By Currency Research

It should come as no surprise that Visa, MasterCard and Citibank, together with the Gates Foundation, are members of the Better than Cash Alliance (BCA). One would be led to believe that membership in the BCA is spurred solely by a humanitarian impulse to “empower people in emerging economies” and expand financial inclusion to all. 146 However, one thing is certain: the world would be a more profitable place for commercial banks and the card payment industry without cash.

In 2011, the commercial banks generated revenue in excess of $1.3 trillion USD from the payments business. According to the Global Payments Map presented in the 2013 McKinsey on Payments report, this revenue is expected to top $1.7 trillion USD by 2016:


Global payments revenue rebounded to $1.34 trillion in 2011, a steep increase from 2009’s $1.1 trillion. According to McKinsey’s Global Payments Map, global payments revenues will grow at a CAGR of 5 percent between 2011 and 2016, with emerging countries in Asia and Latin America contributing more than half of global payments revenue growth. 147

The McKinsey on Payments report also shows that the two major card companies are, of course, forever locked in stiff competition to increase fee and interest revenues and overall profit: 148

The massive earnings reported by both Visa and MasterCard have been well documented, as demonstrated in the two articles below. In the race to the top, both companies have expressed their intent on capturing even more business in new and emerging markets.

In 2013, Reuters reported on MasterCard’s victory as Visa’s profits declined:


MasterCard reported earnings on Thursday that topped analysts expectations, a day after larger rival Visa posted lower profit, mainly due to a tax provision.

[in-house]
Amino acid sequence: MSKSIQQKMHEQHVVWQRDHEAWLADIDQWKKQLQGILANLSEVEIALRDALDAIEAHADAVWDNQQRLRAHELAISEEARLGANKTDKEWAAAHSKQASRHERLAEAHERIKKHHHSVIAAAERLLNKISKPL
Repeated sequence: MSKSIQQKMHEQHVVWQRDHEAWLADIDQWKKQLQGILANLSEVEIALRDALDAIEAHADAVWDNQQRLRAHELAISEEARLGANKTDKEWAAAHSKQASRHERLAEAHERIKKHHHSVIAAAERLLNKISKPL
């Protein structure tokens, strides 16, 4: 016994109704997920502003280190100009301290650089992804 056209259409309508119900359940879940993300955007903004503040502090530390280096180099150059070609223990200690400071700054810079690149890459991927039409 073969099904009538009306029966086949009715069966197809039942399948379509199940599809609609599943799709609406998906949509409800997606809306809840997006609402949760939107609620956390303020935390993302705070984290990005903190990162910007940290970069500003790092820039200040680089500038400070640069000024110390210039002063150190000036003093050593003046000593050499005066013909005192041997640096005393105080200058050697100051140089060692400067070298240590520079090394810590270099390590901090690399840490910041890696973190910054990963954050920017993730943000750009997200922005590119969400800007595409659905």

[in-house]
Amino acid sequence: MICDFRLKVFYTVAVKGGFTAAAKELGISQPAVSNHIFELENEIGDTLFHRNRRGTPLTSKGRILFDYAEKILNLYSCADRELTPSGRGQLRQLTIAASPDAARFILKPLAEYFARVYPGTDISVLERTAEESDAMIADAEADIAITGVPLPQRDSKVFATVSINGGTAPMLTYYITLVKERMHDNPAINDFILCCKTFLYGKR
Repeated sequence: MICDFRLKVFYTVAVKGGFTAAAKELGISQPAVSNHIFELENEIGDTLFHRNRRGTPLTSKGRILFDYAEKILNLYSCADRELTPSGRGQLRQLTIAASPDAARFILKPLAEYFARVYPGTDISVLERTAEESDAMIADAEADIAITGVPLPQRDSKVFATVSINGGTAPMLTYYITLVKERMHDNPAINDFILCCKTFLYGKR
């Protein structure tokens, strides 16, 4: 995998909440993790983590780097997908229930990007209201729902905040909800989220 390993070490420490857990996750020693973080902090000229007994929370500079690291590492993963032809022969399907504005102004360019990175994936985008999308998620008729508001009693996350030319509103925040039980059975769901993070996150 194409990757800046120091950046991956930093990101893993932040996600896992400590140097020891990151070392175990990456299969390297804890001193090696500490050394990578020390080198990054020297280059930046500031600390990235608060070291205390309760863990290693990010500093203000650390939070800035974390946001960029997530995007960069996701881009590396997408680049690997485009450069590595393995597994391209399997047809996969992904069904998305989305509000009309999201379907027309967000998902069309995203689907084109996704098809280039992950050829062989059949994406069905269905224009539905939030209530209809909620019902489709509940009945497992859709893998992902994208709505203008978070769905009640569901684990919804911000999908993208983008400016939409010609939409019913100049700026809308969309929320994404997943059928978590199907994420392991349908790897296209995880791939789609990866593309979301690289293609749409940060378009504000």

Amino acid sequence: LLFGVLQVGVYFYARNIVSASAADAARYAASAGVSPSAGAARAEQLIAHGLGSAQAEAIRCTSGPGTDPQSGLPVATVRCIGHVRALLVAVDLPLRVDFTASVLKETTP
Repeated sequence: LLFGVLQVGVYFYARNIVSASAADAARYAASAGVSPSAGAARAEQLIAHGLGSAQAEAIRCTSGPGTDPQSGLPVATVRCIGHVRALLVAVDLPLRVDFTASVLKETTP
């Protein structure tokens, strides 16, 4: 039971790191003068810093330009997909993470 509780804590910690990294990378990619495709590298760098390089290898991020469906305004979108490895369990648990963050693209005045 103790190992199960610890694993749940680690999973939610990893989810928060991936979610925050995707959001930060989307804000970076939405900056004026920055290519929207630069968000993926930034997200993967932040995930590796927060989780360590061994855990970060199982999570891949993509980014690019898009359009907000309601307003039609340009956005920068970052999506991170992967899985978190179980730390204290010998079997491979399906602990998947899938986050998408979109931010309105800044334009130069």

MasterCard and larger rival Visa have been trying to capture new business in emerging markets, where cash payments still dominate but use of cards is growing at a fast pace. 149

More recently, Bloomberg reported on Visa’s rebounding and remarkable profits:


Visa Inc. (V), the biggest bank-card network, posted fiscal first-quarter profit that beat analysts’ estimates as card spending climbed.

Net income for the three months ended Dec. 31 rose 8.8 percent to $1.41 billion, or $2.20 a share, from $1.29 billion, or $1.93, a year earlier, the Foster City, California-based firm said today in a statement …

Chief Executive Officer Charlie Scharf, 48, is seeking ways to increase business outside the U.S … The firm has returned almost $17 billion to investors since its 2008 initial public offering and last year was the sixth-best performer in the Dow Jones Industrial Average, gaining 47 percent. 150

It is interesting to note that both companies express an intention to pursue and increase business in emerging markets. What better way to capture more of this profit-boosting business than, as in the case of the Nigerian identity cards cited above, to persuade governments that cash is somehow “bad” and to promote the use of their cards as universally beneficial?

Our conclusion is that the more the major banks and card companies can convince governments and consumers that the myths surrounding cash are true, the faster their profits will grow – mostly for the benefit of investors to the tune of “almost $17 billion” to date.

This article has been posted with permission from Currency Research and is excerpted from The Case for Cash Part 1: Myths Dispelled. To request a copy of the full report or to learn more about Currency Research, please click here

148 Ibid.

Myth: Society benefits from convincing people cash is bad